Pierre32 wrote on 2022-07-19, 21:46:
LAN is the best method. You'll never go back.
Ideally, if you have some spare hardware (old PC or Pi) set it up as a server running RetroNAS. That means you don't have to think about how to get old & new systems talking to each other, juggling different SMB versions etc - it makes it all pretty seamless.
Seconded. LAN makes things a lot easier. You may even be able to skip the whole "transfer" bit entirely and just access files and run programs straight from network drives. My approach is if it can be networked, it will be networked and it will have network drives - I can't be bothered copying stuff around with FTP. DOS 3.0+, OS/2 1.1+, Classic Mac, all versions of Windows, all unix-like will all do network drives fine. The only limitation is if the machine has no expansion slots at all and no built-in networking - so basically very old laptops and weird things.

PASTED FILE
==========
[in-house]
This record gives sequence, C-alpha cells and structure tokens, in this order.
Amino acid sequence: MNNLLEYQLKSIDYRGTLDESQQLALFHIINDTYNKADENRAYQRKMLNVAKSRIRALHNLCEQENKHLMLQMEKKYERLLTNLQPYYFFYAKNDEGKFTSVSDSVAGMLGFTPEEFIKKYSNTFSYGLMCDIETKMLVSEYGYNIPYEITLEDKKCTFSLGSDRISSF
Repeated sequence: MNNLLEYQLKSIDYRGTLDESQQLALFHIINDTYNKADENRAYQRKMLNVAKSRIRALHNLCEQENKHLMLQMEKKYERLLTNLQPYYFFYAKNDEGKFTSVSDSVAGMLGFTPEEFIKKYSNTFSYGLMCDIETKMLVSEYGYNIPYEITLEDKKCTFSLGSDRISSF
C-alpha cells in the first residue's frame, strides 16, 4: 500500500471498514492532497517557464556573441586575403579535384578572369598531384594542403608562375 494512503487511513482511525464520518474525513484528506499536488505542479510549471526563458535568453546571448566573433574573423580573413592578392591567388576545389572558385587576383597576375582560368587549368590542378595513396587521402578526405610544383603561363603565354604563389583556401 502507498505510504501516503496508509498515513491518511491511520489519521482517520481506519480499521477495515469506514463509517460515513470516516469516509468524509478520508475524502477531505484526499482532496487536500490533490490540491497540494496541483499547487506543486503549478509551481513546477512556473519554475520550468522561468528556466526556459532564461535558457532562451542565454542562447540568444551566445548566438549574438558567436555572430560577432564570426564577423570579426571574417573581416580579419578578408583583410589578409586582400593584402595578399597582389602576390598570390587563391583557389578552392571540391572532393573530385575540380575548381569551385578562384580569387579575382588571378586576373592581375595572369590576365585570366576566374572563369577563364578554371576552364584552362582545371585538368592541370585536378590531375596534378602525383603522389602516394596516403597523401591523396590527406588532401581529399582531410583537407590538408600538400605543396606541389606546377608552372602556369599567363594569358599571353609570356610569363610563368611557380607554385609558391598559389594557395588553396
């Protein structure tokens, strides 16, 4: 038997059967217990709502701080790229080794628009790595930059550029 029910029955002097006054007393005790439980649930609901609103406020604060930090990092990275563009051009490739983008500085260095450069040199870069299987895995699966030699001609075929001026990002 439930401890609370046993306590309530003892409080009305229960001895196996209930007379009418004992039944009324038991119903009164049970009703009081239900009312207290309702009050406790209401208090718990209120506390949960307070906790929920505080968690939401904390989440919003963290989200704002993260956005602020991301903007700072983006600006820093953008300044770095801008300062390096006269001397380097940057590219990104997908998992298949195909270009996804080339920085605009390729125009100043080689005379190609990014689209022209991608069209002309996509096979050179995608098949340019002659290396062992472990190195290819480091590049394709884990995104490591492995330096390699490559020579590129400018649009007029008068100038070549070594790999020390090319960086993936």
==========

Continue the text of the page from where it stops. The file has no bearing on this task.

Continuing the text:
Security isn't a big concern - I'm not forwarding ports on my router to Windows 95 and I'm not using a web browser on Windows 95 so for someone on the internet to talk to my windows 95 box they'd have to already be inside my lan in which case I've got bigger problems than my Windows 95 box being hacked. But its possible to do network drives without using TCP/IP at all making the computer completely invisible to modern windows and the internet in general which only understand IP.
Removable media (CF Cards, DVDs, CDs, flash drives, floppy disks, physically moving hard disks around) are a method of second-to-last resort. I'd use them only if network wasn't an option. Inconvenient and slow but its hard (not impossbile) to install an OS and get a computer on the network without at least one floppy disk or CD.
If it can't be networked and removable media isn't workable there is always a serial cable or parallel cable. Laplink, fastlynx, Kermit (which is available for windows and just about everything else), and probably lots of others.